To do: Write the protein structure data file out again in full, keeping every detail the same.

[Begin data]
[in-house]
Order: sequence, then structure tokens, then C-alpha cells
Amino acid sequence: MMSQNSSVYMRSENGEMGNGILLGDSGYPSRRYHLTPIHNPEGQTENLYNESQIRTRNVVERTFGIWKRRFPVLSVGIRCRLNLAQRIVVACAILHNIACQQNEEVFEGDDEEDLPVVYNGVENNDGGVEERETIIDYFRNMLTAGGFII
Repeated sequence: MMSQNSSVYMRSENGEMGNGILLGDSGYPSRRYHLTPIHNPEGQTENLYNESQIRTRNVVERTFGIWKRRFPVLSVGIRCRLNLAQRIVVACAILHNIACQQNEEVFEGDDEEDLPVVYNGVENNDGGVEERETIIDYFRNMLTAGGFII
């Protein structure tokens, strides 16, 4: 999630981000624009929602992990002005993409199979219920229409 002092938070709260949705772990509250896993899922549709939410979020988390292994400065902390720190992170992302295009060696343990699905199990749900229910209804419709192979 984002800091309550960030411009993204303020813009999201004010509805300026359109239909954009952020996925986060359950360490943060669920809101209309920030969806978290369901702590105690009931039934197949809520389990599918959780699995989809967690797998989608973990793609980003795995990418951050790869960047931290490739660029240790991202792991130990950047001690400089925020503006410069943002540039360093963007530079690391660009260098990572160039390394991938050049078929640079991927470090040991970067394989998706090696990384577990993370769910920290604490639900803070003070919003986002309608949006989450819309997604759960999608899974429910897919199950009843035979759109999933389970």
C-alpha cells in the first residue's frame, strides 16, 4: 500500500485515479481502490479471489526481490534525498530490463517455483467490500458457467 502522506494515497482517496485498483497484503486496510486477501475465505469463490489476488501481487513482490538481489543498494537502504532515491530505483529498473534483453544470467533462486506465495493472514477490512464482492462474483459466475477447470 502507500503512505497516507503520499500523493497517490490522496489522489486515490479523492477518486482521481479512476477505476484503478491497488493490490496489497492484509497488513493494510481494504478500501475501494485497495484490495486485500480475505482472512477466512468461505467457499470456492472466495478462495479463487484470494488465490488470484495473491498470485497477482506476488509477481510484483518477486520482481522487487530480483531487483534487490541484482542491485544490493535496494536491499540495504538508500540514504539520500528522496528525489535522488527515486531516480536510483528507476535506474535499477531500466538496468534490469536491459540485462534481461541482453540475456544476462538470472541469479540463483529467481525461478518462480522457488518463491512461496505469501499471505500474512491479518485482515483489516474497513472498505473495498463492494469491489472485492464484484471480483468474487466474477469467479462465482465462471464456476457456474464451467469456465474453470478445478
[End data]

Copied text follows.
[in-house]
Order: sequence, then structure tokens, then C-alpha cells
Amino acid sequence: MMSQNSSVYMRSENGEMGNGILLGDSGYPSRRYHLTPIHNPEGQTENLYNESQIRTRNVVERTFGIWKRRFPVLSVGIRCRLNLAQRIVVACAILHNIACQQNEEVFEGDDEEDLPVVYNGVENNDGGVEERETIIDYFRNMLTAGGFII
Repeated sequence: MMSQNSSVYMRSENGEMGNGILLGDSGYPSRRYHLTPIHNPEGQTENLYNESQIRTRNVVERTFGIWKRRFPVLSVGIRCRLNLAQRIVVACAILHNIACQQNEEVFEGDDEEDLPVVYNGVENNDGGVEERETIIDYFRNMLTAGGFII
């Protein structure tokens, strides 16, 4: 999630981000624009929602992990002005993409199979219920229409 002092938070709260949705772990509250896993899922549709939410979020988390292994400065902390720190992170992302295009060696343990699905199990749900229910209804419709192979 984002800091309550960030411009993204303020813009999201004010509805300026359109239909954009952020996925986060359950360490943060669920809101209309920030969806978290369901702590105690009931039934197949809520389990599918959780699995989809967690797998989608973990793609980003795995990418951050790869960047931290490739660029240790991202792991130990950047001690400089925020503006410069943002540039360093963007530079690391660009260098990572160039390394991938050049078929640079991927470090040991970067394989998706090696990384577990993370769910920290604490639900803070003070919003986002309608949006989450819309997604759960999608899974429910897919199950009843035979759109999933389970």
C-alpha cells in the first residue's frame, strides 16, 4: 500500500485515479481502490479471489526481490534525498530490463517455483467490500458457467 502522506494515497482517496485498483497484503486496510486477501475465505469463490489476488501481487513482490538481489543498494537502504532515491530505483529498473534483453544470467533462486506465495493472514477490512464482492462474483459466475477447470 502507500503512505497516507503520499500523493497517490490522496489522489486515490479523492477518486482521481479512476477505476484503478491497488493490490496489497492484509497488513493494510481494504478500501475501494485497495484490495486485500480475505482472512477466512468461505467457499470456492472466495478462495479463487484470494488465490488470484495473491498470485497477482506476488509477481510484483518477486520482481522487487530480483531487483534487490541484482542491485544490493535496494536491499540495504538508500540514504539520500528522496528525489535522488527515486531516480536510483528507476535506474535499477531500466538496468534490469536491459540485462534481461541482453540475456544476462538470472541469479540463483529467481525461478518462480522457488518463491512461496505469501499471505500474512491479518485482515483489516474497513472498505473495498463492494469491489472485492464484484471480483468474487466474477469467479462465482465462471464456476457456474464451467469456465474453470478445478